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Aviva - pledges to regular shareholder returns as premiums rise

Total life sales over the first 9 months dropped 2% to £25.8bn. The value of new business (VNB) rose 37% to £530m, driven by...

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Total life sales over the first 9 months dropped 2% to £25.8bn. The value of new business (VNB) rose 37% to £530m, driven by UK & Ireland Life where VNB rose almost 9 times in Annuities & Equity Release.

In General Insurance, total gross written premiums rose 7%, ignoring the effect of exchange rates, to £7.2bn as both the UK and Canada delivered high single digit growth. The combined operating ratio, which compares claims, costs and expenses to premiums, rose from 92.4% to 94.3%. A higher ratio implies higher costs compared to premiums.

Aviva's on track to deliver savings target of £750m by the end of 2024, compared to a 2018 base level.

Solvency II shareholder cover, a key measure of balance sheet health, sits at 223% and remains well ahead of the group's target. As a result, a new share buyback is expected to be announced alongside full year results. Dividend guidance of c.£870m for 2022 and c.£915m for 2023 remains unchanged.

The shares fell 1.6% following the announcement.

View the latest Aviva share price and how to deal

Our view

Third quarter trading wasn't quite as strong as the first half of the year, but nevertheless demonstrates the resilience of the business model. Having spent the last few years suffering a bit of an identity crisis, Aviva has finally settled down to life as a fairly boring, but highly cash generative, insurance business.

Investors have so far enjoyed the fruits of the transition, with bumper shareholder pay-outs.

The group's now firmly focused on its core markets of the UK and Canada. Aviva is running a comfortable capital surplus ahead of its own target, with plans to increase the dividend slowly going forward and the intention to start repurchasing shares in 2023.

The level of shareholder return has surprised us - but like the dividend it should be remembered there are no guarantees of future returns. While that's been a welcome boost for investors, we'd like to see surplus capital being funnelled to the business on perhaps a wider scale. Aviva's bulk annuity business, where Aviva takes on final salary commitments from pension funds, has grown rapidly. These contracts feed significant quantities of new assets into the business which can be managed by Aviva Investors - increasing scale and profitability. However, each new insurance contract requires underwriting with some of Aviva's own capital, making expansion expensive.

The group has shown some real signs of progress outside annuities too.

Underwriting has improved in the General Insurance business, with premiums and customer numbers holding up well. Meanwhile the defined contribution workplace pension platform has shown steady growth in assets, supported by the introduction of auto-enrolment.

Being a huge workplace pensions provider is behind the logic to increase its presence in the wealth management market, through the £385m acquisition of Succession Wealth.

However, Aviva's ace in the hole strategically is that it's ahead of the game in digitisation. Controllable costs are falling, and long term digitisation could help improve cross-selling. CEO Amanda Blanc seems to be making headway where her predecessors struggled. In its current format, Aviva seems to have a complementary business model, products that resonate with clients and a sense of focus it's lacked in some previous guises. That should serve it well although of course there are no guarantees.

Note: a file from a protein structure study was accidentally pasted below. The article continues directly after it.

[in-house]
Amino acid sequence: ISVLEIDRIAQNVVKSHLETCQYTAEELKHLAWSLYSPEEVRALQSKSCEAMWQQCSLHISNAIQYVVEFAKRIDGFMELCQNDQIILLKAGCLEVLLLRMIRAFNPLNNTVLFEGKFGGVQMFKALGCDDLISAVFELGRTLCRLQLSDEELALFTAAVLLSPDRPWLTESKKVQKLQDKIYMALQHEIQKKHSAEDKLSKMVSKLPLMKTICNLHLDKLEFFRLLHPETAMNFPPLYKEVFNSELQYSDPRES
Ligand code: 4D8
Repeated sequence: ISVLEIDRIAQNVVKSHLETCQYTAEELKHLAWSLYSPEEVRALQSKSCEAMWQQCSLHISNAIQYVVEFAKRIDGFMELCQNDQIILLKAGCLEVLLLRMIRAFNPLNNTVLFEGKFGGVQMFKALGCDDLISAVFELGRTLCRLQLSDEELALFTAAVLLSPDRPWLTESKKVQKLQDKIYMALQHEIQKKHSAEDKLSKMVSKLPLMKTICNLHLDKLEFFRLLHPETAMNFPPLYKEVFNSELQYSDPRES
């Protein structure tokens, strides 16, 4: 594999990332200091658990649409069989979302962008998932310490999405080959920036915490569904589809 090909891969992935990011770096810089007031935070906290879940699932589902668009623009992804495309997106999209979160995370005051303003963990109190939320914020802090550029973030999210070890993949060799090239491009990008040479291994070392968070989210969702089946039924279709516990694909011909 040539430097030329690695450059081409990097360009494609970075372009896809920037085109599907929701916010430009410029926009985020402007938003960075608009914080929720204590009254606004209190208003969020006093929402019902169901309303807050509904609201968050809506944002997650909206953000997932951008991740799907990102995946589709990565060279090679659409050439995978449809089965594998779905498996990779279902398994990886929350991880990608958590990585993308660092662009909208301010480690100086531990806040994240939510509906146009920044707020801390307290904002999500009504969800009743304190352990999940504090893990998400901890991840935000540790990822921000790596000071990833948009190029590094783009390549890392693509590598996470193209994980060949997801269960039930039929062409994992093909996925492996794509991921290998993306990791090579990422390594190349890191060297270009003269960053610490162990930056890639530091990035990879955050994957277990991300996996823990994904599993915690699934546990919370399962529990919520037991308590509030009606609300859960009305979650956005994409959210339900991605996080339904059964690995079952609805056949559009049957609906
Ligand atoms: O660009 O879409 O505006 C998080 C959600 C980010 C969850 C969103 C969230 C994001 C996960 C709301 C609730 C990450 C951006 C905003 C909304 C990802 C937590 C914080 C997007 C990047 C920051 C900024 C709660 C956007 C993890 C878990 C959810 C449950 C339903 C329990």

Aviva key facts

All ratios are sourced from Refinitiv. Please remember yields are variable and not a reliable indicator of future income. Keep in mind key figures shouldn't be looked at on their own - it's important to understand the big picture.

One of HL's Independent Non-Executive Directors is also a Non-Executive Director at Aviva plc.

This article is original Hargreaves Lansdown content, published by Hargreaves Lansdown. It was correct as at the date of publication, and our views may have changed since then. Unless otherwise stated estimates, including prospective yields, are a consensus of analyst forecasts provided by Refinitiv. These estimates are not a reliable indicator of future performance. Yields are variable and not guaranteed. Investments rise and fall in value so investors could make a loss.

This article is not advice or a recommendation to buy, sell or hold any investment. No view is given on the present or future value or price of any investment, and investors should form their own view on any proposed investment. This article has not been prepared in accordance with legal requirements designed to promote the independence of investment research and is considered a marketing communication. Non-independent research is not subject to FCA rules prohibiting dealing ahead of research, however HL has put controls in place (including dealing restrictions, physical and information barriers) to manage potential conflicts of interest presented by such dealing. Please see our full non-independent research disclosure for more information.

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Written by
Matt Britzman
Equity Analyst

Matt is an Equity Analyst on the share research team, providing up-to-date research and analysis on individual companies and wider sectors.

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Article history
Published: 9th November 2022